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Healthy Happenings with Dr. Jared Skowron on the 5 Subtypes of Autism

Dr. Skowron has been a naturopathic pediatric physician for almost 15 years and works in office with children and their families. The majority of Dr. Skowron’s practice is with children with Autism and ADHD. Our doctors discuss the 5 major subtypes that children on the spectrum of autism can generally fit into. Through these groups, it helps doctors develop more effective treatments and assessments of the individual.

The first two subtypes are opposites, under-methylators and over-methylators. Under-methylators are do not produce enough chemicals in their brains where we see low levels of seratonin and dopamine which influences their lack of language and anxious behaviors. Often these kids are sensory seekers always looking for input, bouncing around, watching TV, wanting hugs, etc. and respond well to supplementation with methyl B vitamins, amino acids, 5-HTP, gaba, and sometimes tyrosine.

On the other side the over-methylators make way too much adrenaline, are angry, don’t sleep well, are aggressive and need help metabolizing adrenaline to calm down. Inositol, lithium orotate, taurine, gaba, and theanine are all helpful in helping regulate this brain chemistry.

Recognizing these types by testing the child’s biology are the first steps. For group 3, we have the inattentive or sluggish. Usually these children are unmotivated, hypotonia (low muscle tone), frequent constipation, so things just aren’t “moving” in multiple aspects. These kids are usually very low in dopamine, so we supplement with tyrosine to help dopamine production. Mitochondrial dysfunction is usually a factor and very prevalent in autism. Dr. Skowron treats this with ATP supplementation.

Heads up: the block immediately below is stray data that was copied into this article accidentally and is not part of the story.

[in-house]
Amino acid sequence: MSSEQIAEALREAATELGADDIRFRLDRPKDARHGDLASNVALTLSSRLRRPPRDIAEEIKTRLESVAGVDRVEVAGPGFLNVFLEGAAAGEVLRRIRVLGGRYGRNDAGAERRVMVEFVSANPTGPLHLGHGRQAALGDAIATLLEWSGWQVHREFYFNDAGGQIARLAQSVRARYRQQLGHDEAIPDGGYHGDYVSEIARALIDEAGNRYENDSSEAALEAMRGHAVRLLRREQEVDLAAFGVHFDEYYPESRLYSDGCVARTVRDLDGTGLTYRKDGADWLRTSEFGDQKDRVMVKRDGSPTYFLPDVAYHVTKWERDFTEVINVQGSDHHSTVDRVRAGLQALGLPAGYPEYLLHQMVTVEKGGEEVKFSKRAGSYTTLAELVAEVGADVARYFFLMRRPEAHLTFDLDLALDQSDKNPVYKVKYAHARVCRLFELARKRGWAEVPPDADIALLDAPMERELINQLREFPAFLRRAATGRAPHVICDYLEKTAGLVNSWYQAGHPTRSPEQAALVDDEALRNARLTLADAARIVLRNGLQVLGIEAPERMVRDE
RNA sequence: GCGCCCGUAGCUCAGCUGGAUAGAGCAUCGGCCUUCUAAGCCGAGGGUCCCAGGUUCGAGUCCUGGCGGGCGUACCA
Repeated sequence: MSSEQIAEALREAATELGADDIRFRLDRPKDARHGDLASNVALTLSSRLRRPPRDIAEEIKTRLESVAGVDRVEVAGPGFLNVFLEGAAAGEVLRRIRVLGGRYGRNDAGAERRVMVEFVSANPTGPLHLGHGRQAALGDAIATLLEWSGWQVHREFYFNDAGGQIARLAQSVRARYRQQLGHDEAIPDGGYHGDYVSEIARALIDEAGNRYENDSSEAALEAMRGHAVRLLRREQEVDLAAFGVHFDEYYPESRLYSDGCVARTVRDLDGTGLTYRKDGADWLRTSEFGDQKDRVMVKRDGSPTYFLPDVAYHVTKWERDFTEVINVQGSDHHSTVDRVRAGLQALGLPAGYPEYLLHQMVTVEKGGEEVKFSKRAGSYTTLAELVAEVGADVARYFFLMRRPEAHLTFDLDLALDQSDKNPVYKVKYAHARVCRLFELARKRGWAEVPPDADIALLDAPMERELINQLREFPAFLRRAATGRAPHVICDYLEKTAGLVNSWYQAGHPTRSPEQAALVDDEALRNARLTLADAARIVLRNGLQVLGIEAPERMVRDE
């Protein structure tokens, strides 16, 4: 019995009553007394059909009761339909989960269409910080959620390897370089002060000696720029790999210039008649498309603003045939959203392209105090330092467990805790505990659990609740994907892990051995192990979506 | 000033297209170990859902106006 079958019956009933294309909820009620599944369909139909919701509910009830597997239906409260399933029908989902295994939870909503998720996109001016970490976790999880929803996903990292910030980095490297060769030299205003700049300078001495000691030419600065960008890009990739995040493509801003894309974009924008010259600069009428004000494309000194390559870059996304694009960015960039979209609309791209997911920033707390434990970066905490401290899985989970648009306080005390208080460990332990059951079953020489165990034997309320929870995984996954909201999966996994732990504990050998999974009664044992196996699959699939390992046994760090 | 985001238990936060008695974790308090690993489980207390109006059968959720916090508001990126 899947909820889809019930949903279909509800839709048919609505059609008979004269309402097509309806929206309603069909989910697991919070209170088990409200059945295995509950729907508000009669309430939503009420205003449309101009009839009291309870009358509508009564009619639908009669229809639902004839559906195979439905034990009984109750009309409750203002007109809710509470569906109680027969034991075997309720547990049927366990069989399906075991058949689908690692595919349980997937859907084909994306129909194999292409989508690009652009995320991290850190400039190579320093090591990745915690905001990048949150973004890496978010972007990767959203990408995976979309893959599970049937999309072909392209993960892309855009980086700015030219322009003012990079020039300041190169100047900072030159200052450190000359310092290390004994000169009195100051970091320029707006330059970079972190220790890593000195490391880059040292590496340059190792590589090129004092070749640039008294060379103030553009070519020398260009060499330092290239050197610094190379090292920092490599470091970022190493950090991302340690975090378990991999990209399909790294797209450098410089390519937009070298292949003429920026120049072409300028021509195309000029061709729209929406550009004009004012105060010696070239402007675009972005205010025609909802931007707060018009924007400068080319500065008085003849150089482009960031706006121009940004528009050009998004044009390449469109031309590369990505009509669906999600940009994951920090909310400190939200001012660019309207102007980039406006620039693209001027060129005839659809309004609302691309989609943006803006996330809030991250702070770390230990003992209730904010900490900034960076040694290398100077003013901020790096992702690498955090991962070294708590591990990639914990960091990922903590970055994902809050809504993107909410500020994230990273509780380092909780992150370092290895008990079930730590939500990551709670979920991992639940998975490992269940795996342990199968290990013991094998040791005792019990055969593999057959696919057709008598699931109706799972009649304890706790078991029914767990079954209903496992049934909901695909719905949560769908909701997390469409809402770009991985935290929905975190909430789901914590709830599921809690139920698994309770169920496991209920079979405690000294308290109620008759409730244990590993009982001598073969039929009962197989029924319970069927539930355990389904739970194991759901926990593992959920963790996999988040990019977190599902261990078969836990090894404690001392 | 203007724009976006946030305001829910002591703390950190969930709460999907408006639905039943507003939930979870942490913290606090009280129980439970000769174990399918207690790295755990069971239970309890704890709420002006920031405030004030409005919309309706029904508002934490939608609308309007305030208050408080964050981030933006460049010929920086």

Type number 4 usually includes children who are anxious and nervous. Anxiety can be a huge symptom regardless of their bigger diagnosis. Children who have transitional anxiety are a part of this group and is seen frequently in children with ADHD because of a fear of the unknown. When they’re scared and worried about what’s happening next, kids are not going to be focused at school. This can be seen in kids who have a hard time going from point A to point B, whether it’s from home to school or tablet to no tablet. To treat this type, supplementing with high doses of gaba and licorice (to help boost cortisol levels) can be very helpful.

Type number 5 is the “yeasty” type. This includes people prone to intestinal yeast infections and with autism, frequently immune function can be impaired because of gastrointestinal dysfunction. Interesting yeast symptoms in kids can translate to inappropriate laughter, bad breath, red ring around the anus, spastic movement, big bloated belly and behavioral worsening around full and new moons. To treat this, using probiotics, antimicrobial herbs and prebiotics.